Many faithful readers of the blog are aware that for the last, ooh, almost 30 years there has been a little, almost annual, get-together of the not-so-great and the good at Muirfield, home of the Honourable Company of Edinburgh Golfers (HCEG). The occasion is the Madill Trophy which is contested keenly by the host team, a Secretary’s selection known as “the Lads” and the visitors, a team invited by me and known as “the Lasses”. The winning name engraved on the trophy for the last couple of years has, however, been “Covid” but I’m happy to report that, despite exerting some last-minute influence on this year’s match, Covid was denied a hat trick of victories.
Stuart McEwen, the secretary of the club and leader of the Lads was, indeed, sidelined by Covid and I am not yet able to swing a club or travel too far (Long Covid) so we both had to appoint stand-in captains. Andrew McInroy took over for Stuart and was the perfect person to give the teams a little overview of the whole event having been present at the very first meeting way back in 1993. Apart from the Covid years I think we have been denied a couple of playings because of snow but mostly we have had days like last Sunday – a mite on the chilly side but with cloudless blue skies, a perfect course laid out for us and the skylarks singing fit to burst.
Nowadays we have eight-a-side with four foursomes morning and afternoon. We play the match under Dallmeyer handicapping which means that handicaps are not taken into consideration and you start off playing a level match. When a side reaches 3 up, however, they give a shot at each hole until the match gets back to 1 up. This results in very keenly contested encounters and six of the eight matches finished on the last green and two on the 17th. It’s a great format – if you haven’t tried it, give it a go.
Back in Cheshire I was receiving reports through the day and was gratified to hear we were leading by a point at the halfway stage. It’s been a few years since we won the trophy and I was looking forward to becoming reacquainted with it. However, a lengthy Sunday lunch and a few wee libations saw the hosts burst from the starting gates in the afternoon and record three wins, resulting in victory by a single point.
At least the lasses could lay claim to what Gill Stewart called the “shot du jour”. At the 9th in her afternoon match in partnership with Pat Smillie. Gill drove down the left hand side, in the rough and Pat advanced the ball further down the left, still in the rough. Studying the lie for their third shot, Gill thought she could just get one of her rescue clubs on the back of the ball if she came in a little more steeply. The pin was back right and the yardage was 209 to the flagstick.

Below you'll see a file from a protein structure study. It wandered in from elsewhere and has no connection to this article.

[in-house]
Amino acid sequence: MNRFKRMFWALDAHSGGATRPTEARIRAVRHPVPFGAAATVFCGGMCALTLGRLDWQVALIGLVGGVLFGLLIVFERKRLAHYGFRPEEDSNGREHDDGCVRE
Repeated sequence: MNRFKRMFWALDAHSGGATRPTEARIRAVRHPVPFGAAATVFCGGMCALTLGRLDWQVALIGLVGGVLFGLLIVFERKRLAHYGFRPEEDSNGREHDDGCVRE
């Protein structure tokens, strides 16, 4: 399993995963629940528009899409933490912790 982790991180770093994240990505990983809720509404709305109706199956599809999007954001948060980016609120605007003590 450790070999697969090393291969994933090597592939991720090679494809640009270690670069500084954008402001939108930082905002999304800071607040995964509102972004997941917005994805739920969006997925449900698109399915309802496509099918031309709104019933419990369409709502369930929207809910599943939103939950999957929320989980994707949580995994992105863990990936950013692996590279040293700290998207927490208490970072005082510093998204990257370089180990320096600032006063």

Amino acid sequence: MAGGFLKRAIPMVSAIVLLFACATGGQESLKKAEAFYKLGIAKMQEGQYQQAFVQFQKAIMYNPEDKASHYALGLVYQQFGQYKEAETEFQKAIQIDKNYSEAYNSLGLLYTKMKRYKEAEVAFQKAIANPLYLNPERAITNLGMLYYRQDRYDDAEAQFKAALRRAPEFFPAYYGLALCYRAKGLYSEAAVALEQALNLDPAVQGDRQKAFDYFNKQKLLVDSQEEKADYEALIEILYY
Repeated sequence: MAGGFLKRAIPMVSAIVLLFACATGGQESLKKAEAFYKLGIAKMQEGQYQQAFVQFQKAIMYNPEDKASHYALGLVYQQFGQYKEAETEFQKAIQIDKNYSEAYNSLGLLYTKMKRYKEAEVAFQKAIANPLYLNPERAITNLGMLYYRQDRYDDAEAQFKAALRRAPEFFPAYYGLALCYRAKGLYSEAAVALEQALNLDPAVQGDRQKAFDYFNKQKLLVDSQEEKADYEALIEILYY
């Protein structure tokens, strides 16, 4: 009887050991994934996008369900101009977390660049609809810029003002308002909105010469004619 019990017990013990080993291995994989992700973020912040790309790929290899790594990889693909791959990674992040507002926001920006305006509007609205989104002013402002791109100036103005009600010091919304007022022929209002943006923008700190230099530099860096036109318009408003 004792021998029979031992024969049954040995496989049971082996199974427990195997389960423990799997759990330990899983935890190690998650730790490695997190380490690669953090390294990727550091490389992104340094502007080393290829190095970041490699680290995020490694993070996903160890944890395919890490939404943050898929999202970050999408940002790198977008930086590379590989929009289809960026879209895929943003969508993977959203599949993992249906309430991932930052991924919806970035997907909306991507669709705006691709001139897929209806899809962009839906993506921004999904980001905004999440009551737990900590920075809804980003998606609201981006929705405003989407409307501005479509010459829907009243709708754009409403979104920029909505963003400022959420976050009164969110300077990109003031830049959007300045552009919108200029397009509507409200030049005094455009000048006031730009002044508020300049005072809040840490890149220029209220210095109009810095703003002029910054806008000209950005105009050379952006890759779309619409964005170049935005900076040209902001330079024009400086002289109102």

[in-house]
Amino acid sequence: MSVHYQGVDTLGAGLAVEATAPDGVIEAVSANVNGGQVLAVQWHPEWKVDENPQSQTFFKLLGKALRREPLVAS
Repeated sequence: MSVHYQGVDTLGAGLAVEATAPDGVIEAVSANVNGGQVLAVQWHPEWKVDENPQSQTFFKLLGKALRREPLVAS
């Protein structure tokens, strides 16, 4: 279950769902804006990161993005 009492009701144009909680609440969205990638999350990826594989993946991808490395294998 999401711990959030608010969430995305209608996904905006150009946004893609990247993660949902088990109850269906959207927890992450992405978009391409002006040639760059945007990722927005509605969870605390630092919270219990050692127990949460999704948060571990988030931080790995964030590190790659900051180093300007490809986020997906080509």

“What yardage do you think Pat had left after my shot?” she asked me.
“Six inches,” I guessed.
“No,” said Gill. “210 yards – I hit the ball BACKWARDS! I’ve never done that in my life!” She then had the ignominy of having to call to Pat, who was stationed up by the green and gesture for her to trek back down the hole to face their longer-than-expected fourth shot! Ah, the joys of foursomes – there’s always something memorable to recount.
Jane Connachan, my stand-in captain did her best to rally her troops and led from the front with two victories but the lasses came up that one point shy. We may be getting on a bit and have knee, back and assorted injury problems but the competitive juices are still flowing and I’ve heard whispers of instigating a practice match in the future before the “big” match! Surely not! We’d probably not be fit enough for the actual match then! We shall see. Perhaps we need an American Ryder Cup-style task force – or is that taking it just a tad too far?
The HCEG plays host to another massive fixture later in the year – the AIG Women’s Open, when honorary Scot, Swede Anna Nordqvist (she married a Scotsman last year), defends her major title. In truth, although it may surprise you, there aren’t that many similarities between the two fixtures. I imagine on championship Sunday there will be a few more spectators vying for a good vantage point than there were last Sunday…….
and I suspect the first tee may be a mite busier than this…….
Even so, these two wildly disparate events will share some common denominators, not least a first-class golf course – unfussy, untricked up and always in superb condition. The major championship players will mirror us in not being able to avoid feeling special and privileged walking in the footsteps of those who have gone before us. If you are of golf, and steeped in golf, you will assuredly feel the hand of the game’s history on your shoulder.
So, it’s back to the drawing board for the Lasses. We have to up our games in every department on the golf course but most definitely we must learn to pace ourselves at lunchtime. We have a year to practise.
Thanks to all those who provided the photos.